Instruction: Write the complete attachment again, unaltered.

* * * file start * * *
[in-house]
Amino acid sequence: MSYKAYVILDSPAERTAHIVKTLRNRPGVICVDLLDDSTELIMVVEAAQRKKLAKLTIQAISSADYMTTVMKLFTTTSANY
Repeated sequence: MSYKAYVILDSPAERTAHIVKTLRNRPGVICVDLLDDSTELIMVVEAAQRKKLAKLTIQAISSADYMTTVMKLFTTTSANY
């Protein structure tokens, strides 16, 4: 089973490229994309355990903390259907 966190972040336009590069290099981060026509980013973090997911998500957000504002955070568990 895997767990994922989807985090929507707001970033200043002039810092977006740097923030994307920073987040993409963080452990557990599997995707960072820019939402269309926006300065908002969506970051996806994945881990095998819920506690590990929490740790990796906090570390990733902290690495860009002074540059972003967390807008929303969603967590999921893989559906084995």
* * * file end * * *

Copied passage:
[in-house]
Amino acid sequence: MSYKAYVILDSPAERTAHIVKTLRNRPGVICVDLLDDSTELIMVVEAAQRKKLAKLTIQAISSADYMTTVMKLFTTTSANY
Repeated sequence: MSYKAYVILDSPAERTAHIVKTLRNRPGVICVDLLDDSTELIMVVEAAQRKKLAKLTIQAISSADYMTTVMKLFTTTSANY
């Protein structure tokens, strides 16, 4: 089973490229994309355990903390259907 966190972040336009590069290099981060026509980013973090997911998500957000504002955070568990 895997767990994922989807985090929507707001970033200043002039810092977006740097923030994307920073987040993409963080452990557990599997995707960072820019939402269309926006300065908002969506970051996806994945881990095998819920506690590990929490740790990796906090570390990733902290690495860009002074540059972003967390807008929303969603967590999921893989559906084995």